“I think there is a greater chance right now that Trump is doing worse in the suburbs,” Costello said. “It’s his tone. It is chaos. Maybe a combination. But certainly the pandemic, the mismanagement of the pandemic “.
But there are other, more nuanced suburban concerns for Trump in Pennsylvania.
Just west of the state capital, Harrisburg, the rapid development of Cumberland County is diversifying the capital’s long-standing Republican-led suburbs. The combination of rising and falling support for Trump in general in the suburbs hurt the president in south-central Pennsylvania’s 10th Congressional District, where Trump won by 9 percentage points in 2016, said Terry Madonna, director of the Center for Politics. and Public Affairs at Franklin and Marshall College in Lancaster, Pennsylvania.
A central question is whether Trump can, as his campaign predicts, spur even more support than in 2016 from rural voters in Pennsylvania, Michigan and Wisconsin.
“Trump is a leader in these areas, but he is nowhere near the percentage he won them in 2016,” said Madonna, who has been polling the state for more than three decades.
Republicans have similar concerns about Michigan’s suburbs, especially Oakland County, Detroit’s most exclusive north-western neighbor and Michigan’s second most populous county. Democrats have always pushed it forward, even though Republican George W. Bush came very close in 2000 and 2004, while Mitt Romney was competitive in 2012.
Trump has done worse than any Republican in the past 20 years, except for John McCain in 2008.
But Trump seems less concerned about supporting those losses, and instead is digging up rural regions, small towns and the working class in all three states to get more of the conservative white base that propelled him into office.
Trump campaigned in Bay City, Michigan last week, a struggling former auto manufacturing town on Lake Huron where he won in 2016 after Obama took Bay County twice.
Likewise, Trump has lost support in the populous suburbs of Southeast Wisconsin since 2016, according to the Marquette University Law School poll. Instead, he campaigned in Oshkosh and the Wausau area, north of the Republican epicenter surrounding Milwaukee.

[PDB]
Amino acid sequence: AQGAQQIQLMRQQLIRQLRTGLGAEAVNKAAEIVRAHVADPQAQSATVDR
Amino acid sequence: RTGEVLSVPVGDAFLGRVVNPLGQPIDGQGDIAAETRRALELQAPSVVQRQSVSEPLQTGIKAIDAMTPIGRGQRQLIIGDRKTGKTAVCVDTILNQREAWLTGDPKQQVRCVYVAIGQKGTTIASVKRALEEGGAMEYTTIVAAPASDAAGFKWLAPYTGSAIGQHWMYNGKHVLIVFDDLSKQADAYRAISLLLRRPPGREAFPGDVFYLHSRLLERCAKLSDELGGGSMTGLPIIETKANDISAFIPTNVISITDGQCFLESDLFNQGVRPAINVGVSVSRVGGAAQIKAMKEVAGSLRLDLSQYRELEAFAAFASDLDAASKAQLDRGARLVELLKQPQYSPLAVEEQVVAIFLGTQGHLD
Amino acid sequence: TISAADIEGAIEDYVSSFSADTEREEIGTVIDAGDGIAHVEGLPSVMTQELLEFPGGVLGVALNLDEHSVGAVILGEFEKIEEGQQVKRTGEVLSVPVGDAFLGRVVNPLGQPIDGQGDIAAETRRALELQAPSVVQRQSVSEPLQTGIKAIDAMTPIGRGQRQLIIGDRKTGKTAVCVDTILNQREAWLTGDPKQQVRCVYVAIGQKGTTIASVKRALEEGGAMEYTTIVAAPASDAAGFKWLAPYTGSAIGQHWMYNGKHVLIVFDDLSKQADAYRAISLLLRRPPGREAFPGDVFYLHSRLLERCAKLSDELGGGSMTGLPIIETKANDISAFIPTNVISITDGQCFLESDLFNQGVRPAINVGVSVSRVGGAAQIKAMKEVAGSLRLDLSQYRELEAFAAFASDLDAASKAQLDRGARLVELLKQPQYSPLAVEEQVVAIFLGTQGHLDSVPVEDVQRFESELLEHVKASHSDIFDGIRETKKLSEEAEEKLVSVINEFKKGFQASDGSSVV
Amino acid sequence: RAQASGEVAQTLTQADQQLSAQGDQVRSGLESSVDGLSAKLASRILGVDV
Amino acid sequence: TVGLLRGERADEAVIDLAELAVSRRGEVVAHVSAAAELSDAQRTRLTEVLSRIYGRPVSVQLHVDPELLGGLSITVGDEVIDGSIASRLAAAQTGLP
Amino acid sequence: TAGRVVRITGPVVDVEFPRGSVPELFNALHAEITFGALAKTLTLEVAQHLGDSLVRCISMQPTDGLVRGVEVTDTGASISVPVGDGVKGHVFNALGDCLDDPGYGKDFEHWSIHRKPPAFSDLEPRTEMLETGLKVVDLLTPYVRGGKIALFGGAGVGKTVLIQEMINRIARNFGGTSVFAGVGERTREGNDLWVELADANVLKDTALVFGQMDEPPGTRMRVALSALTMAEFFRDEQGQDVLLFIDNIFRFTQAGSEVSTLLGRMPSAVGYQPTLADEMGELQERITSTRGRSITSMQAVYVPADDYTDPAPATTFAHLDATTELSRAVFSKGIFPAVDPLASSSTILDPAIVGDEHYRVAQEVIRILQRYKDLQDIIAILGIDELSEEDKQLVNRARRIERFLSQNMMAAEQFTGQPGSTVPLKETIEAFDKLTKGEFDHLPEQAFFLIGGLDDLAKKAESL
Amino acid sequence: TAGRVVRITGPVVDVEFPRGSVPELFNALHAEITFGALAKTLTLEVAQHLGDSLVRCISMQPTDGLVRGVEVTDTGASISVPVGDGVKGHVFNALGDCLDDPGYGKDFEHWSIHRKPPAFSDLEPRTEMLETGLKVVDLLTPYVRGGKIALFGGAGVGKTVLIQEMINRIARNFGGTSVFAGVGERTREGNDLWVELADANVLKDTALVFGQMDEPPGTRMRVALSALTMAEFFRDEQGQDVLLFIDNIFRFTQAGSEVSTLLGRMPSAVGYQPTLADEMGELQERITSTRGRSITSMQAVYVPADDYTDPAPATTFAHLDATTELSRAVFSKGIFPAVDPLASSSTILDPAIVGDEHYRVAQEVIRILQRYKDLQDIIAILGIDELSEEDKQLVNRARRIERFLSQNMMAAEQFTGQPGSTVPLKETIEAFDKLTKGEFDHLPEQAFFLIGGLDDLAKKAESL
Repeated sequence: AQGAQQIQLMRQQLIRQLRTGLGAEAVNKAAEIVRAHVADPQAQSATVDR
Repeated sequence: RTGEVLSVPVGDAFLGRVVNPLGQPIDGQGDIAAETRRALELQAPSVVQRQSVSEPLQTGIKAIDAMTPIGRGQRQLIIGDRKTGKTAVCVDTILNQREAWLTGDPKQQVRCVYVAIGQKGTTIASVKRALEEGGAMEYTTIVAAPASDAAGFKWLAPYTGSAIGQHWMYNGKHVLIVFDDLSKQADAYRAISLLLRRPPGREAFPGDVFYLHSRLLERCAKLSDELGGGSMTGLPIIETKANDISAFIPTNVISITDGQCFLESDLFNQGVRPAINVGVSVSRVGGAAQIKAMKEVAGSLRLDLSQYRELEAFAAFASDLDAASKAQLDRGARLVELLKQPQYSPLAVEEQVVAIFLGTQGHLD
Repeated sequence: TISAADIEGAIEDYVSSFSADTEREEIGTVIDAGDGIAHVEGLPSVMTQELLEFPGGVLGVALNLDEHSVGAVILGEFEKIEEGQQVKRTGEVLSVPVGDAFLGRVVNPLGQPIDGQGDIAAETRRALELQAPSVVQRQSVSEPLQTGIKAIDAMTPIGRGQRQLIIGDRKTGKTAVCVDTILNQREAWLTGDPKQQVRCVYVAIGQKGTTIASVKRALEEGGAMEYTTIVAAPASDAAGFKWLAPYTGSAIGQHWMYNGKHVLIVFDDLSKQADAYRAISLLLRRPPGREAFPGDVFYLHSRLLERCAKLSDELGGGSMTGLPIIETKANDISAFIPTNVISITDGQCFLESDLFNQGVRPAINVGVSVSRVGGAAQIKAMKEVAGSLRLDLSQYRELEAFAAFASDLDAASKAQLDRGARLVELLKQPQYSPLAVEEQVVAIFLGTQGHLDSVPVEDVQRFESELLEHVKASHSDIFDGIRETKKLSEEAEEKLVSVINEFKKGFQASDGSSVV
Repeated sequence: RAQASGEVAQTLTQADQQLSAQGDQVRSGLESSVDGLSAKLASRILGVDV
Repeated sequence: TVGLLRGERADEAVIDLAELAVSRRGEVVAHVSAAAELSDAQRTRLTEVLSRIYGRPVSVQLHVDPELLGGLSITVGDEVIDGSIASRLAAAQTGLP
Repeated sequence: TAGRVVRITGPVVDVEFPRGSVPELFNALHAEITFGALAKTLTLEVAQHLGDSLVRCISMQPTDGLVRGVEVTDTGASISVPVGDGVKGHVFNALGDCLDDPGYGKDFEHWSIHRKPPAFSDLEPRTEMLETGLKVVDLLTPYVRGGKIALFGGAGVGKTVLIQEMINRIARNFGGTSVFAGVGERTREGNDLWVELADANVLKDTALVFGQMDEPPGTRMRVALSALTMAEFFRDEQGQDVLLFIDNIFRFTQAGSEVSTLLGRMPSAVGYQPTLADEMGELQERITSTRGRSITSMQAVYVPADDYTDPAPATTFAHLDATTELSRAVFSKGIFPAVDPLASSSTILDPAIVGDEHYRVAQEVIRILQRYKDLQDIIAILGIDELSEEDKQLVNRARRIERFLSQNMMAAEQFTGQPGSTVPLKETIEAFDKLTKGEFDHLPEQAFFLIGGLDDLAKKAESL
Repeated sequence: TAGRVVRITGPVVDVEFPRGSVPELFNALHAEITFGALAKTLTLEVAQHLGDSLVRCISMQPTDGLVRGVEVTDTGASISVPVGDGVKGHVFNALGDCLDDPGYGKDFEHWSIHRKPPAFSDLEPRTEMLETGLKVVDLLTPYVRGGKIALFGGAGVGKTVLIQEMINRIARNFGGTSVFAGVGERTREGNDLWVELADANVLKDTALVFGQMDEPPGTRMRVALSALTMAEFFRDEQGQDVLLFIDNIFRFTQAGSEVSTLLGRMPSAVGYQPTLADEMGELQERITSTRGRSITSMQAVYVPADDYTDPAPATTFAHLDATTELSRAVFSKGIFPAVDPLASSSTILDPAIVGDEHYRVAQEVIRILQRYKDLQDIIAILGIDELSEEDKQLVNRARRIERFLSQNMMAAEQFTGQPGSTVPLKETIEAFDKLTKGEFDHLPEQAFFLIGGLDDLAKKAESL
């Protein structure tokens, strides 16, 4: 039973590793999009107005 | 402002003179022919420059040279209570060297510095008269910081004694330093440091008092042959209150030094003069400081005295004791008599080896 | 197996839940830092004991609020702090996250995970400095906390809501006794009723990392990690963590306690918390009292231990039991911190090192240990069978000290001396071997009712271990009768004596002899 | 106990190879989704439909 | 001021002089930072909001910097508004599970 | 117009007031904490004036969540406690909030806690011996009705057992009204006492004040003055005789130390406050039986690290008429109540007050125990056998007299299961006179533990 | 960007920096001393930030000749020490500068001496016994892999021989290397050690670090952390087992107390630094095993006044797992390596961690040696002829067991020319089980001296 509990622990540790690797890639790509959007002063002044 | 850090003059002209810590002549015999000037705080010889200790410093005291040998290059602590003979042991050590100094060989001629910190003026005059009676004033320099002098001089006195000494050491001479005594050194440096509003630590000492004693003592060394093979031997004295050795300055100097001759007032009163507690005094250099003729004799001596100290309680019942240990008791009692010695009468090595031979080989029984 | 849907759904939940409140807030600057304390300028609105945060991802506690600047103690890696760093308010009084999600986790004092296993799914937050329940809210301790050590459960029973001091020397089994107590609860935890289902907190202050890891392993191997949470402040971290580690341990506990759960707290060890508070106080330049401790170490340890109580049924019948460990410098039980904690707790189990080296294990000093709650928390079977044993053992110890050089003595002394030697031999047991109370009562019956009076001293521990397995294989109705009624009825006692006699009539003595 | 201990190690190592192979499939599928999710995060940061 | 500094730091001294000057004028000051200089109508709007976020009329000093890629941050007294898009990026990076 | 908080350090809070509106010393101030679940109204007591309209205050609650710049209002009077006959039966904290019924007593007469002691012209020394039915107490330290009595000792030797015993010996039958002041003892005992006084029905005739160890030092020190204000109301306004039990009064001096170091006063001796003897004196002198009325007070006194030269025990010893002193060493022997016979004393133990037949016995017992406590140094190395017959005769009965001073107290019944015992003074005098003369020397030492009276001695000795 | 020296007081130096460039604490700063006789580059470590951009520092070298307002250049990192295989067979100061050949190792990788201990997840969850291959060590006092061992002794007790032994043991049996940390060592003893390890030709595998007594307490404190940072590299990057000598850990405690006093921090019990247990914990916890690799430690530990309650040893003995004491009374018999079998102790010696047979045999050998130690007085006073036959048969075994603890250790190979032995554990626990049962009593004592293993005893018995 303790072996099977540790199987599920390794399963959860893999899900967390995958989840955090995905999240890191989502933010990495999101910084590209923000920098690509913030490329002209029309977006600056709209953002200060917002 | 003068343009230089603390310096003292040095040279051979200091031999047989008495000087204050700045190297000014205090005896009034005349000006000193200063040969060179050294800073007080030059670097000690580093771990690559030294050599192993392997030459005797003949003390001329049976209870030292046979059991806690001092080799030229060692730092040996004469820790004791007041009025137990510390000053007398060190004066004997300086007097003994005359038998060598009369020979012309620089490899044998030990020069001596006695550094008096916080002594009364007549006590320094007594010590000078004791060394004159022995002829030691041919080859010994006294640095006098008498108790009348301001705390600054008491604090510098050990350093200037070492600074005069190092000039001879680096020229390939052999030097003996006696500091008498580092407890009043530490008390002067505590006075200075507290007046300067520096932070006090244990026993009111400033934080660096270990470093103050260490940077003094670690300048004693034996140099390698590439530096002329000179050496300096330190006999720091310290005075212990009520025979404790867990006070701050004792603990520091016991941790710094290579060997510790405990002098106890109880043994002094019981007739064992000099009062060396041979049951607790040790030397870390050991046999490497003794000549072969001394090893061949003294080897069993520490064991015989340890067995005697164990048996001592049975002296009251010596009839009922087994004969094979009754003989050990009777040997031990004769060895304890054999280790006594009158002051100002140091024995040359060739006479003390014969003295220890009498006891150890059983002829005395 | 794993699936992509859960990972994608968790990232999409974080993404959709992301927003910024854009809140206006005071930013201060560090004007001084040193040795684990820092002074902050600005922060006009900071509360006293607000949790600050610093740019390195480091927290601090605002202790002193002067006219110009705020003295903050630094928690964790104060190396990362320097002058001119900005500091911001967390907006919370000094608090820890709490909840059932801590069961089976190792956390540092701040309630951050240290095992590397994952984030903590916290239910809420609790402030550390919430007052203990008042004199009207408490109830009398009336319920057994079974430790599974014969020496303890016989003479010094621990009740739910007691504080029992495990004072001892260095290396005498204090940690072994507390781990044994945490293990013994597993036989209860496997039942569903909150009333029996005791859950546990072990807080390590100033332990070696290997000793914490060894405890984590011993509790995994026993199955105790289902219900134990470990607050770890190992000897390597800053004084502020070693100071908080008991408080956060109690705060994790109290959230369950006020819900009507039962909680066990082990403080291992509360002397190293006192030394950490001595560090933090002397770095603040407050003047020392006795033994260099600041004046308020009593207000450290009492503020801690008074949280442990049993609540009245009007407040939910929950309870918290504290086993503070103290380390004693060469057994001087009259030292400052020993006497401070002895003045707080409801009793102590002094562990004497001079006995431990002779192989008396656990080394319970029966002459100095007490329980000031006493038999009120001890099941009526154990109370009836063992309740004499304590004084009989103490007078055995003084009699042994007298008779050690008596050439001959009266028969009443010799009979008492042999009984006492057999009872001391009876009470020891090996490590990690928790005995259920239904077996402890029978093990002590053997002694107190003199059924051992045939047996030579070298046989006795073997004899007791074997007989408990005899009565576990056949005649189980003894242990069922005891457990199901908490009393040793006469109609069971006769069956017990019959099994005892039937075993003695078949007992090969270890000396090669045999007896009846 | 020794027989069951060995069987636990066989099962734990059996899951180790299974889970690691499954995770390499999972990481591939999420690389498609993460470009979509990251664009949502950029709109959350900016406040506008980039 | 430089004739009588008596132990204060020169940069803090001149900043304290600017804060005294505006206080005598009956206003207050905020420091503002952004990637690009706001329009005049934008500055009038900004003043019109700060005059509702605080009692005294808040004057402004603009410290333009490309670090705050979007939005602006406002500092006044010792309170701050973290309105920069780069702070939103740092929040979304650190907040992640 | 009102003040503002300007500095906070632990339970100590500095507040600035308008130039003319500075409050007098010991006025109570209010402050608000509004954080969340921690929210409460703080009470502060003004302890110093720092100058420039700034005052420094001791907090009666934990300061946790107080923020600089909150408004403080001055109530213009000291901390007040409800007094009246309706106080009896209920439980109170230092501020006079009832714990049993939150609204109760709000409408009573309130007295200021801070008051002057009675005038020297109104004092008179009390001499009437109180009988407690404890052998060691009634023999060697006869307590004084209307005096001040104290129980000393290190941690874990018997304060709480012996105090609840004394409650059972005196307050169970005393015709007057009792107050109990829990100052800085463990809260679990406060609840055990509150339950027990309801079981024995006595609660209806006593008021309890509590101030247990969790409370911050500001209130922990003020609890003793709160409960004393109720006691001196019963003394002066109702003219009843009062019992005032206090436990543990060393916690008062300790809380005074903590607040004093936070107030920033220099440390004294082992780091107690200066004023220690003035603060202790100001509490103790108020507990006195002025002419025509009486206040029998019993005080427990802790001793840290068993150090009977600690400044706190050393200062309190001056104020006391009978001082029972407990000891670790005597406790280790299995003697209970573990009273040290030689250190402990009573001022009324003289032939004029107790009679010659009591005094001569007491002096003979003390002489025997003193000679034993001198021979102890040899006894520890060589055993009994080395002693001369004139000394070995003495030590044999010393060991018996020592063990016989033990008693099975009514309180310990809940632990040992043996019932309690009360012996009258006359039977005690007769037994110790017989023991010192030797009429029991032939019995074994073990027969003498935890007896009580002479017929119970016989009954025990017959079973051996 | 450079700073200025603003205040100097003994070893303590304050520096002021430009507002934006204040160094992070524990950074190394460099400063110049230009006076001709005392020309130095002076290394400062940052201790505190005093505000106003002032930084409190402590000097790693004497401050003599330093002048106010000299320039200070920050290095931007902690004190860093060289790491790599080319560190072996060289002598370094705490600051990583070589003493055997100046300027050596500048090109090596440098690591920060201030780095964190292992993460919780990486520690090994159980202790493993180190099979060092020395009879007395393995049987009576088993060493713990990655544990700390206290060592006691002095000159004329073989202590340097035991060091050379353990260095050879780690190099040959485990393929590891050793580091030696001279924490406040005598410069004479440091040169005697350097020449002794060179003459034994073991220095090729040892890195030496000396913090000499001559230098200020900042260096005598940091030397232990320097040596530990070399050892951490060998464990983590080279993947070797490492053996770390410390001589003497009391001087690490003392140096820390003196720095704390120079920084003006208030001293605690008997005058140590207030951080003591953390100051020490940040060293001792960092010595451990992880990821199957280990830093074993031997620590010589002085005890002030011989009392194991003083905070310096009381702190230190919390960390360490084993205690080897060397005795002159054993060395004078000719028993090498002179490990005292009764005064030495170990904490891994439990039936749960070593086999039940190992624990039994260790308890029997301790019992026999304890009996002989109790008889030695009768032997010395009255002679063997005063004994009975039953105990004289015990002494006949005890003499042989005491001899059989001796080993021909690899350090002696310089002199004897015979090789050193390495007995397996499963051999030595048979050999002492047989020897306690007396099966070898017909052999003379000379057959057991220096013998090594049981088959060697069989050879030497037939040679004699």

Wisconsin Republicans promoting legislative candidates in the typically GOP-prone suburbs of Ozaukee County north of Milwaukee and Waukesha County west of the city warned this month that “Republicans should be concerned because President Donald Trump is currently under performing in the districts, “according to GOP website rightwisconsin.com.
“It’s a combination of smoothing out departures in the suburbs and squeezing out rural areas,” said John Selleck, who ran Romney’s 2012 Michigan campaign. “But can it make up for lost suburban votes elsewhere?”
That was his formula for winning Ohio four years ago. He has received the highest or second highest percentage of Republican votes of any candidate since 1980 in 60 of Ohio’s 88 counties, according to state voting data compiled by Mike Dawson, a public policy consultant and creator of ohioelectionresults.com .
While GOP strategists say Trump can offset suburban losses with new voters, Marquette University polling director Charles Franklin sees no evidence in research plotting Trump’s support this year to suggest new voters are choosing him.
“It definitely needs to step it up and keep what the campaign is talking about, a big increase in Trump voter turnout in regions other than the suburbs,” Franklin said. “It’s not in the polls now.”
Beaumont reported from Des Moines, Iowa. Associated Press writer Marc Levy of Harrisburg, Pennsylvania contributed to this report.